Thing is about invisible disease is that most people don’t understand. This isn’t something that people can visualize unless they’re here 24/7. We keep on a smile and try to be as positive as possible. We do this because we won’t let whatever this is win. This illness has taken everything from us, but we won’t ever let it take away our hope or love. Invisible diseases aren’t outward. People see her in a wheelchair, and they think she’s just being an asshole, where if she stands up she’ll have to go to the ER because her heart feels like it’s going to explode. Where she smiles or has a good day, and people think she’s better just like that, and think she’s faking it or something awful, and they don’t see her in so much pain every day. Struggling to do anything we take for granted not even thinking. Having to rely so heavily on someone else that she feels so horrible inside. It takes a toll, having to explain why she looks so good, but feels so horrible.
We’ve been at this for 5 years now. We’re still researching, trying to get Bella better. We’ve been all over the country to the best hospitals. We’ve tried so many plans, tests, and changes.
This is something that’s still 24/7. She’s out and about a little more, we’re still cautious. However, there’s a few more good days, and few horrid days. Most are in the middle where there’s a lot of pain and we’re able to keep her home or go on a car ride at the very least. What most people see are the good things that happen in our life, but even on those good days, we only have a short window before she needs to rest again to hopefully recover.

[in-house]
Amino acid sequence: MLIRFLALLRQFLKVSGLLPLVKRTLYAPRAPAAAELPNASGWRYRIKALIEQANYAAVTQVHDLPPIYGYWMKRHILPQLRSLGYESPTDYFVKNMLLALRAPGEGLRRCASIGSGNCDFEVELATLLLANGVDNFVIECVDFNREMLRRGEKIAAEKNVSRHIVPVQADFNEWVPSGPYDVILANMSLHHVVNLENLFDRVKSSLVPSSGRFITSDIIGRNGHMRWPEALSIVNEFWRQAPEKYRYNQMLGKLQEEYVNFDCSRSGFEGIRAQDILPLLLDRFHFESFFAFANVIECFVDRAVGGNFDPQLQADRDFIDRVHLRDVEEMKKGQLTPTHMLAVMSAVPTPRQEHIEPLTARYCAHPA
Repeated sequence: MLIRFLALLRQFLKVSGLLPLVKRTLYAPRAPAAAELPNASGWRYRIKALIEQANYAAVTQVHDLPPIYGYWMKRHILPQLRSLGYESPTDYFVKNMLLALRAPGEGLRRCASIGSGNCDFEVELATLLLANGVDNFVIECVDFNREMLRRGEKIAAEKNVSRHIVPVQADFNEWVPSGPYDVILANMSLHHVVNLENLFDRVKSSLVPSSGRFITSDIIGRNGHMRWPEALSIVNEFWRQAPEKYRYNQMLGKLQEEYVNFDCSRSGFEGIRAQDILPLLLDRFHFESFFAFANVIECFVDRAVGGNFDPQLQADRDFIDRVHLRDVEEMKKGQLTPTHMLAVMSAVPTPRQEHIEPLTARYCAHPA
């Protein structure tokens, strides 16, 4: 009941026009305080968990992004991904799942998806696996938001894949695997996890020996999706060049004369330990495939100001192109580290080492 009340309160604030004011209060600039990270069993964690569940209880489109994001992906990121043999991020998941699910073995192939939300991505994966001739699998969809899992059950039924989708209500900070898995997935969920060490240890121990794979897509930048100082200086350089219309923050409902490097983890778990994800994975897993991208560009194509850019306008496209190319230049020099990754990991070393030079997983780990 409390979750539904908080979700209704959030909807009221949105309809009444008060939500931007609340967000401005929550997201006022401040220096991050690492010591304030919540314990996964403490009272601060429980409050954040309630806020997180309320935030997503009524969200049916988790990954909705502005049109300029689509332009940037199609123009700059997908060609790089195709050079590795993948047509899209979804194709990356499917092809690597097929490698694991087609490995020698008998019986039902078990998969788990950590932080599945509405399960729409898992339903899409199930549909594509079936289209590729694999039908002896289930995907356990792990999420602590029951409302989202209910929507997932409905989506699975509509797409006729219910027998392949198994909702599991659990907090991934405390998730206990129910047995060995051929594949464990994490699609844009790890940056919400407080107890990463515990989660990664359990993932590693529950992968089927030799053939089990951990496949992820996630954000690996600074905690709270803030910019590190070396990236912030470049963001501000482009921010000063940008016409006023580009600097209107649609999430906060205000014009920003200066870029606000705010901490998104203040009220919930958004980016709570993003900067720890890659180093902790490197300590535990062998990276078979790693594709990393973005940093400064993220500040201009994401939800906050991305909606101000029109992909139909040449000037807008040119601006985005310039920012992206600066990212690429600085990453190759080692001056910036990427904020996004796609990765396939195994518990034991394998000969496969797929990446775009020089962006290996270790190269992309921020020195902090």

The CC hospital wasn’t yielding results. We did our homework, and decided to try the MC hospital. We didn’t make much at the time, and unfortunately the new hospital was about a 14 hour drive we weren’t sure if we’d be able to make. A few hospitalizations later, they were trying to Medi-flight her there. They couldn’t accept her without a diagnosis, but the CC didn’t have one to give them. No one knew what to do, how to help, and we were given the suggestion of getting an RV and driving there with her resting the whole way. With almost no money already, and me only able to work a few hours here and there, it seemed impossible. We tried borrowing, getting loans, and saving what little we could, knowing how expensive it would be, on top of the insurance since it was out of state, and network. We finally got the funds together to go and Bella was hospitalized again. Unable to move, laying flat in a dark room, her heart rate in the high 180s and up to 220 bpm, she was admitted, unable to be stabilized. This was a long hospital stay, almost 2 weeks.
I’ll tell you about the stay next time, and how it affected us for the next few years. I’ll touch back a bit to the in between I left out, and again I’ll apologize for not knowing how to tell the story from start to finish.
This post, I wanted people to know and feel a little bit more about what we still go through every day. Even as I’m writing this, Bella is laying here, with sharp chest pains, trying not to get too far to need a hospital or make things worse. Hoping to feel better even a little bit for tomorrow. This isn’t the part we show too much on the outside, because we’re in heavy try to get Bella more stable and ok mode. However it happens every day. For the past 5 years, we’ve held together to get as far as we have. We’re not out of the woods in any way just yet, however we’re as hopeful as ever, still researching, and we’re going to keep going until we figure it out for the last time.
Thank you for reading, and I hope some light has been shed. I’ll continue on soon, and as always I ask you to share. #helpthehero on social media, and if you’re able too, please donate, as we’re still pretty tight financially, and need to make another cross country trip soon.